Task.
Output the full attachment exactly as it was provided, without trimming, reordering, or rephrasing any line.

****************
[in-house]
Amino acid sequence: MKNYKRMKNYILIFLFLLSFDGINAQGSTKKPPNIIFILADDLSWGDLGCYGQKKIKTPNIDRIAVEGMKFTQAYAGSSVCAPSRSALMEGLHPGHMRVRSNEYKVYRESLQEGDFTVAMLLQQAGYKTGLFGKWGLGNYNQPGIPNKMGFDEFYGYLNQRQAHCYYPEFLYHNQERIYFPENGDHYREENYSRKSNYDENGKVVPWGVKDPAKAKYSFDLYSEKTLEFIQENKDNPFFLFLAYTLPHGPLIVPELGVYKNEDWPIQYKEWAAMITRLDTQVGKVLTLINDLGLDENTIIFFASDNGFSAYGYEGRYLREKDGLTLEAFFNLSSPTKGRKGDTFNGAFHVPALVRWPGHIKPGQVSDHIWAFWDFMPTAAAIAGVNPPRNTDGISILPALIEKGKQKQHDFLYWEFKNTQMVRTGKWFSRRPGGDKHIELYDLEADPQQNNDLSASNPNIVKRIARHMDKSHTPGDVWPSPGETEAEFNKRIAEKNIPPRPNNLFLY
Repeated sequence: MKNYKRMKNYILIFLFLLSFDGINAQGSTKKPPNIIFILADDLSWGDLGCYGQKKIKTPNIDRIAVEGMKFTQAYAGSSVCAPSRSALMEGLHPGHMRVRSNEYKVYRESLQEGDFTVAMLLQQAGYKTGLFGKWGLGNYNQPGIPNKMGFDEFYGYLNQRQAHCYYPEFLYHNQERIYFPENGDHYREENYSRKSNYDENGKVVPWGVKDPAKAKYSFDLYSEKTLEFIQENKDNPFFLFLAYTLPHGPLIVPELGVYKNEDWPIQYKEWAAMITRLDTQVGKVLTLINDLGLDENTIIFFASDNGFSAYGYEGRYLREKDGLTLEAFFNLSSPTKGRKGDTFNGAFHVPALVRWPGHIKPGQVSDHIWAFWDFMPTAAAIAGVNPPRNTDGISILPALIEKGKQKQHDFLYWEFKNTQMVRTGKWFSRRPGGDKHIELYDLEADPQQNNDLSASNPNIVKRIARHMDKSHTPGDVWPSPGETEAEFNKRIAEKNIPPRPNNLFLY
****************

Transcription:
[in-house]
Amino acid sequence: MKNYKRMKNYILIFLFLLSFDGINAQGSTKKPPNIIFILADDLSWGDLGCYGQKKIKTPNIDRIAVEGMKFTQAYAGSSVCAPSRSALMEGLHPGHMRVRSNEYKVYRESLQEGDFTVAMLLQQAGYKTGLFGKWGLGNYNQPGIPNKMGFDEFYGYLNQRQAHCYYPEFLYHNQERIYFPENGDHYREENYSRKSNYDENGKVVPWGVKDPAKAKYSFDLYSEKTLEFIQENKDNPFFLFLAYTLPHGPLIVPELGVYKNEDWPIQYKEWAAMITRLDTQVGKVLTLINDLGLDENTIIFFASDNGFSAYGYEGRYLREKDGLTLEAFFNLSSPTKGRKGDTFNGAFHVPALVRWPGHIKPGQVSDHIWAFWDFMPTAAAIAGVNPPRNTDGISILPALIEKGKQKQHDFLYWEFKNTQMVRTGKWFSRRPGGDKHIELYDLEADPQQNNDLSASNPNIVKRIARHMDKSHTPGDVWPSPGETEAEFNKRIAEKNIPPRPNNLFLY
Repeated sequence: MKNYKRMKNYILIFLFLLSFDGINAQGSTKKPPNIIFILADDLSWGDLGCYGQKKIKTPNIDRIAVEGMKFTQAYAGSSVCAPSRSALMEGLHPGHMRVRSNEYKVYRESLQEGDFTVAMLLQQAGYKTGLFGKWGLGNYNQPGIPNKMGFDEFYGYLNQRQAHCYYPEFLYHNQERIYFPENGDHYREENYSRKSNYDENGKVVPWGVKDPAKAKYSFDLYSEKTLEFIQENKDNPFFLFLAYTLPHGPLIVPELGVYKNEDWPIQYKEWAAMITRLDTQVGKVLTLINDLGLDENTIIFFASDNGFSAYGYEGRYLREKDGLTLEAFFNLSSPTKGRKGDTFNGAFHVPALVRWPGHIKPGQVSDHIWAFWDFMPTAAAIAGVNPPRNTDGISILPALIEKGKQKQHDFLYWEFKNTQMVRTGKWFSRRPGGDKHIELYDLEADPQQNNDLSASNPNIVKRIARHMDKSHTPGDVWPSPGETEAEFNKRIAEKNIPPRPNNLFLY